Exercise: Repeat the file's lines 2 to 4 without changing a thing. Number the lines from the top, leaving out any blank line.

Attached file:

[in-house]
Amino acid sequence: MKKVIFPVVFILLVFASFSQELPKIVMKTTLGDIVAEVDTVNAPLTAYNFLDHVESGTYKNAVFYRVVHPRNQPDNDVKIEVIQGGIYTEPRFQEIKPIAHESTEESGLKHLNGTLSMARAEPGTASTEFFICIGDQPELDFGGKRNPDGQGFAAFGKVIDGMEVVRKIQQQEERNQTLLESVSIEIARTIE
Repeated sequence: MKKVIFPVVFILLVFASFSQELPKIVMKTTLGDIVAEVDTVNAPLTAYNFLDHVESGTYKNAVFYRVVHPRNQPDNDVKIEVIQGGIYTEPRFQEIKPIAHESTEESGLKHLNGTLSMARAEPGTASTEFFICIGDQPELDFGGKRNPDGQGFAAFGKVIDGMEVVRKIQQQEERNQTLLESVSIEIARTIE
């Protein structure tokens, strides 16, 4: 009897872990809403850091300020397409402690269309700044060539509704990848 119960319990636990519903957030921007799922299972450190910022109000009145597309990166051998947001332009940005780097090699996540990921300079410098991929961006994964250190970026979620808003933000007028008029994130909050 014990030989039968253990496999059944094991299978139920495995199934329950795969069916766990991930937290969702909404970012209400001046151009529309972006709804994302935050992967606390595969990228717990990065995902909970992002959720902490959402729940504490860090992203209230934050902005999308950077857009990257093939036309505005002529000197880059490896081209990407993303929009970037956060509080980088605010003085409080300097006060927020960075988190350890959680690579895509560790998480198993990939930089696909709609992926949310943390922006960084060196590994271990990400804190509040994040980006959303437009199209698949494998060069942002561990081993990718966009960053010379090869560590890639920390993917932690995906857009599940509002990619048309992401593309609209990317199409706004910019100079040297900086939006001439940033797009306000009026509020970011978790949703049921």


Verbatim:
Amino acid sequence: MKKVIFPVVFILLVFASFSQELPKIVMKTTLGDIVAEVDTVNAPLTAYNFLDHVESGTYKNAVFYRVVHPRNQPDNDVKIEVIQGGIYTEPRFQEIKPIAHESTEESGLKHLNGTLSMARAEPGTASTEFFICIGDQPELDFGGKRNPDGQGFAAFGKVIDGMEVVRKIQQQEERNQTLLESVSIEIARTIE
Repeated sequence: MKKVIFPVVFILLVFASFSQELPKIVMKTTLGDIVAEVDTVNAPLTAYNFLDHVESGTYKNAVFYRVVHPRNQPDNDVKIEVIQGGIYTEPRFQEIKPIAHESTEESGLKHLNGTLSMARAEPGTASTEFFICIGDQPELDFGGKRNPDGQGFAAFGKVIDGMEVVRKIQQQEERNQTLLESVSIEIARTIE
């Protein structure tokens, strides 16, 4: 009897872990809403850091300020397409402690269309700044060539509704990848 119960319990636990519903957030921007799922299972450190910022109000009145597309990166051998947001332009940005780097090699996540990921300079410098991929961006994964250190970026979620808003933000007028008029994130909050 014990030989039968253990496999059944094991299978139920495995199934329950795969069916766990991930937290969702909404970012209400001046151009529309972006709804994302935050992967606390595969990228717990990065995902909970992002959720902490959402729940504490860090992203209230934050902005999308950077857009990257093939036309505005002529000197880059490896081209990407993303929009970037956060509080980088605010003085409080300097006060927020960075988190350890959680690579895509560790998480198993990939930089696909709609992926949310943390922006960084060196590994271990990400804190509040994040980006959303437009199209698949494998060069942002561990081993990718966009960053010379090869560590890639920390993917932690995906857009599940509002990619048309992401593309609209990317199409706004910019100079040297900086939006001439940033797009306000009026509020970011978790949703049921």